We’ll prove this next time!
]]>Of course, we could just count: that is, to compute , list all the numbers from to , and compute the GCD of each number with (using the Euclidean algorithm); count the ones for which the GCD is . This works, of course, but it is possible to compute much faster than this.
The key to computing more quickly is that it is has the special property of being multiplicative: if and are relatively prime, then (don’t take my word for it though—we’ll prove it!).
Recall that we can break any number down as a product of distinct prime powers,
For example, . Of course, any powers of two different primes are relatively prime to each other (they are only divisible by their respective primes), so if is multiplicative it means we can break down like this:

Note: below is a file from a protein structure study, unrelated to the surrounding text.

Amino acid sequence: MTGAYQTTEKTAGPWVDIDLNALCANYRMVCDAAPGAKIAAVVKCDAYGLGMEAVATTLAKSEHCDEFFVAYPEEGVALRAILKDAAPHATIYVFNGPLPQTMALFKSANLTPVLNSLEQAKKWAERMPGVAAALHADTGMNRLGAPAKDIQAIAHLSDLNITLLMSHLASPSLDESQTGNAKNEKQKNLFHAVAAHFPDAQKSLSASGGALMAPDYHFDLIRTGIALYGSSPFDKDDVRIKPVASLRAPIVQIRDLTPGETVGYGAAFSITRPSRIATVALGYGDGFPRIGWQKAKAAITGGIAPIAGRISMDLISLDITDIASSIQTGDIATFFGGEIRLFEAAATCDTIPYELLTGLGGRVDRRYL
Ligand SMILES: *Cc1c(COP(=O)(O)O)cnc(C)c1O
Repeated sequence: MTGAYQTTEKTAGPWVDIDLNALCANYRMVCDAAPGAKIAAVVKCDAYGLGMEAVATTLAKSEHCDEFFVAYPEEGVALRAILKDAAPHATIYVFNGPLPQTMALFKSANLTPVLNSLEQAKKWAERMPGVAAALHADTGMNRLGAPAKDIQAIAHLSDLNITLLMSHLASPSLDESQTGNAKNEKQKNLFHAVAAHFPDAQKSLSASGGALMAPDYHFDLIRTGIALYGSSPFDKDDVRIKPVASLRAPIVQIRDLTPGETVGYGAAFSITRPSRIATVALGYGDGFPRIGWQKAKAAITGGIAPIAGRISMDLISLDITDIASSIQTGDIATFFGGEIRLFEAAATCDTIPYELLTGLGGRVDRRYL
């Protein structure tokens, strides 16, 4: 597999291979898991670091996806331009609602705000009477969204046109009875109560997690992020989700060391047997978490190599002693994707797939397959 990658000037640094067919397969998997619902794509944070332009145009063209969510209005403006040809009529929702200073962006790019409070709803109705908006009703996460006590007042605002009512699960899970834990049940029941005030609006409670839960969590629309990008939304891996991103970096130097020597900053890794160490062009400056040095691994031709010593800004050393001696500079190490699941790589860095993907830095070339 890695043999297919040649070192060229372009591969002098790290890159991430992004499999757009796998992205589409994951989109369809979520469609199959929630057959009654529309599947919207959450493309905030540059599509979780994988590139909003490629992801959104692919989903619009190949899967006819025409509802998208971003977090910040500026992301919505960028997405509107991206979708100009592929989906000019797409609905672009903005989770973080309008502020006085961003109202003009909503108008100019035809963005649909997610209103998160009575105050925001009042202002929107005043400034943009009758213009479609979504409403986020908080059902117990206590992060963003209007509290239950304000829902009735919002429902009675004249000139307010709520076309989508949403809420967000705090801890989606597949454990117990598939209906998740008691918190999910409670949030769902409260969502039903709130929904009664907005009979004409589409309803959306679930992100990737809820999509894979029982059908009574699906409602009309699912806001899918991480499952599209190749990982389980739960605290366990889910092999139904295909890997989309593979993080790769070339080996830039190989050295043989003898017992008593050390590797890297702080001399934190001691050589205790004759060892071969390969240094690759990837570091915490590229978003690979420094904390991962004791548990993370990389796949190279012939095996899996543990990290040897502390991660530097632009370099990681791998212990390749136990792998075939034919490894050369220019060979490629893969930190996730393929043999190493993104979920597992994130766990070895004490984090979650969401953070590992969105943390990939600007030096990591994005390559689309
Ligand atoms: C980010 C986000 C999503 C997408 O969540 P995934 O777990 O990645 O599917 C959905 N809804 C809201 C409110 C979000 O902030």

Then all we have left to do is figure out how to compute for some power of a prime . That is, we’ve reduced a harder problem (“how many numbers are relatively prime to an arbitrary integer ?”) to a more specific and hopefully easier one (“how many numbers are relatively prime to an integer of the form for some prime number ?”). Some questions we still have to answer:
How do we know that when and are relatively prime? (Hint: look at my previous post and the one before that…)
How do we find ? You might like to try figuring this out too. As a warmup, what is ? Then what about ? Can you generalize?
is a bijection between the set and the set of pairs (remember that the notation means the set ). In other words, if we draw an grid and trace out a diagonal path, wrapping around when we get to an edge, we will hit every grid square exactly once before returning to the start. In other other words, the set of equations , always has a unique solution (that is, unique ) when and are relatively prime.
Let’s prove it! First, let’s prove that the function is one-to-one, that is, any two different values of are sent to different pairs . In other words, if and are not equal, then and will also not be equal. In symbols: